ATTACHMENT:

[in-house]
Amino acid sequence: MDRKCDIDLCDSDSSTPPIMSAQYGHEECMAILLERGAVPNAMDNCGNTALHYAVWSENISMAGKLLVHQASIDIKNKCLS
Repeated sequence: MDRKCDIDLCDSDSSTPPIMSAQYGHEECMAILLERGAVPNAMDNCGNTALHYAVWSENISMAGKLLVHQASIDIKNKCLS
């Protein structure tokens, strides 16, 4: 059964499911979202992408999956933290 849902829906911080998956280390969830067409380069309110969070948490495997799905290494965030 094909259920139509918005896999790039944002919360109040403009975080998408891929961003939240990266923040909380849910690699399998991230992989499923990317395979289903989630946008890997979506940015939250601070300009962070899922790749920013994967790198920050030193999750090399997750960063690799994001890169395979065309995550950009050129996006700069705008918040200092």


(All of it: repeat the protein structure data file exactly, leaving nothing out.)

[in-house]
Amino acid sequence: MDRKCDIDLCDSDSSTPPIMSAQYGHEECMAILLERGAVPNAMDNCGNTALHYAVWSENISMAGKLLVHQASIDIKNKCLS
Repeated sequence: MDRKCDIDLCDSDSSTPPIMSAQYGHEECMAILLERGAVPNAMDNCGNTALHYAVWSENISMAGKLLVHQASIDIKNKCLS
């Protein structure tokens, strides 16, 4: 059964499911979202992408999956933290 849902829906911080998956280390969830067409380069309110969070948490495997799905290494965030 094909259920139509918005896999790039944002919360109040403009975080998408891929961003939240990266923040909380849910690699399998991230992989499923990317395979289903989630946008890997979506940015939250601070300009962070899922790749920013994967790198920050030193999750090399997750960063690799994001890169395979065309995550950009050129996006700069705008918040200092």